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Back in November, we blogged twice about Oklahoma’s new constitutional amendment forbidding courts from considering international law or foreign law, especially Sharia.  The American Constitutional Society has since published a short paper, Oklahoma State Question 755 and An Analysis of Anti-International Law Initiatives, in which Martha Davis and Johanna Kalb discuss the amendment and other similar proposals.  The analysis of the Oklahoma law is worth reading, but what’s more eye-opening is the review of what’s been proposed elsewhere.  A 2004 federal bill would have allowed impeachment of federal judges who rely on foreign or international law.  Measures similar to Oklahoma’s, though without the specific focus on Sharia, have been proposed in Arizona, Idaho, and South Carolina.

By far the most audacious, however, is a proposed Iowa law that states that, under penalty of impeachment:

A judicial officer shall not use judicial
precedent, case law, penumbras, or international law
as a basis for rulings.  A judicial officer
shall only use the Constitution of the United
States, the Constitution of the State of Iowa, and
the Code of Iowa as the basis for any ruling issued by such
judicial officer.  The only source material
that may be used for interpreting the Constitution
of the United States by a judicial officer in this
state shall be the Federalist papers and other
writings of the founding fathers to describe the
intent of the founding fathers, and if such source
material is used, the full context of the source
material must be used by the judicial officer.

This would, in effect, turn Iowa into France.  What do I mean by that?  The main distinguishing factor between the civil law system adopted by France and other countries, and the common law system which the U.S. inherited from England, is the role of judges and precedent.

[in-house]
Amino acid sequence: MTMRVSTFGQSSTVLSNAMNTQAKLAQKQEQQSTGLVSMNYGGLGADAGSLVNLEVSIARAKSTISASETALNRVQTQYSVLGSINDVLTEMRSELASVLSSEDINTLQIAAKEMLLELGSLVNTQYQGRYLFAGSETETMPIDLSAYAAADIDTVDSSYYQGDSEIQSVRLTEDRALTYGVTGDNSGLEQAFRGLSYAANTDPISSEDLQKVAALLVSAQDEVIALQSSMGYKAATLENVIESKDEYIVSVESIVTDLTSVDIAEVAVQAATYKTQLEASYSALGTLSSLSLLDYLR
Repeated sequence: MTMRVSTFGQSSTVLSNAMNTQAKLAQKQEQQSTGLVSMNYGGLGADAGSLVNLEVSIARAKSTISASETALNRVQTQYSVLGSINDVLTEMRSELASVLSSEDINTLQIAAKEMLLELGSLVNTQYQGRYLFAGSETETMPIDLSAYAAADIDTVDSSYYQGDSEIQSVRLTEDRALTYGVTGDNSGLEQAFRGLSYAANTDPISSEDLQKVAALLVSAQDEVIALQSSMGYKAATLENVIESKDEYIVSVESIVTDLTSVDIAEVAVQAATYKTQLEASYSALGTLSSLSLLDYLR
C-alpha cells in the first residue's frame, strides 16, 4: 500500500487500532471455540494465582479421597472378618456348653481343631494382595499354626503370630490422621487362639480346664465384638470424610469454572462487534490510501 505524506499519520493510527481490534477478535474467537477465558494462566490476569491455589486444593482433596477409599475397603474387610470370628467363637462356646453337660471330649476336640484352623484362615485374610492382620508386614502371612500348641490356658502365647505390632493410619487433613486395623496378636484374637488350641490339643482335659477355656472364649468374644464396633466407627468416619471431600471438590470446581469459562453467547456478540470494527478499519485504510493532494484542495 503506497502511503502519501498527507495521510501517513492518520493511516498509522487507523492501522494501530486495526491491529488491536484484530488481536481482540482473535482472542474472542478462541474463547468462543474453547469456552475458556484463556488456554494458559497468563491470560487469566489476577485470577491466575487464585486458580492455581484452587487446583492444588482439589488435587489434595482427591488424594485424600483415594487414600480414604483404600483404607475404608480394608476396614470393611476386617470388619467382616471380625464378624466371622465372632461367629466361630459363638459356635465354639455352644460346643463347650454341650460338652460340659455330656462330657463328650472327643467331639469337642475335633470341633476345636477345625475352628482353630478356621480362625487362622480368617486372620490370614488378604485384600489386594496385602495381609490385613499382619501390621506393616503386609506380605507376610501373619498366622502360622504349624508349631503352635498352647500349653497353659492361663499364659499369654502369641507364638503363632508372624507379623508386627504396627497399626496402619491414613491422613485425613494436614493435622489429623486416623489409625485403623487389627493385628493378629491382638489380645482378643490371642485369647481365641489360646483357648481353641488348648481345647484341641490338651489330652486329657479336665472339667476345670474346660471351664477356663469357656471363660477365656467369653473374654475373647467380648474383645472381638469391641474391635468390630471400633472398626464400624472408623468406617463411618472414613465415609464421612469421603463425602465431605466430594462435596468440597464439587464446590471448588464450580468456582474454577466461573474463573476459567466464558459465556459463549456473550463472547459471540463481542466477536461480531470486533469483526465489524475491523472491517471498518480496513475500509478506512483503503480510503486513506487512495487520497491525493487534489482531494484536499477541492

In a common law system, prior cases are generally treated as precedents that make the rules, and judges have a role in shaping the law–indeed, many legal principles in the U.S. (and more in England) are not codified in statutes at all.  In a civil law system, by contrast, prior judicial decisions are generally not considered binding precedent, and the written code is paramount.

I have no doubt that Iowa will not enact this law, but it is astonishing that a state legislator could be so ignorant about the basic principles of the U.S. legal system.  As written, this law would require the Iowa courts to ignore binding decisions of the U.S. Supreme Court interpreting the Constitution.  That could make for some interesting decisions–Iowa courts could get to decide, for themselves, whether segregation is constitutional, for example–but it contravenes the U.S. Constitution’s rule that federal law, including decisions by federal judges, is binding on states.  (The law is also crazy in other respects, such as the idea of being restricted to the “writings of the founding fathers” to interpret constitutional amendments that were enacted decades or centuries after the founding.)

What’s especially bizarre about this trend is that, if anything, the influence of international law in U.S. courts is less than it’s been for most of U.S. history.  International law and foreign law was commonly cited in the early days of the Republic, and judges–especially federal judges–were expected to know basic international law principles.  In the first 50 years of our Supreme Court, the words “international law” or “the law of nations” appeared in 168 cases; in the past 50 years, they have appeared in only 146 cases.  If there is a crisis here, it’s a crisis of misunderstanding our own legal system and history.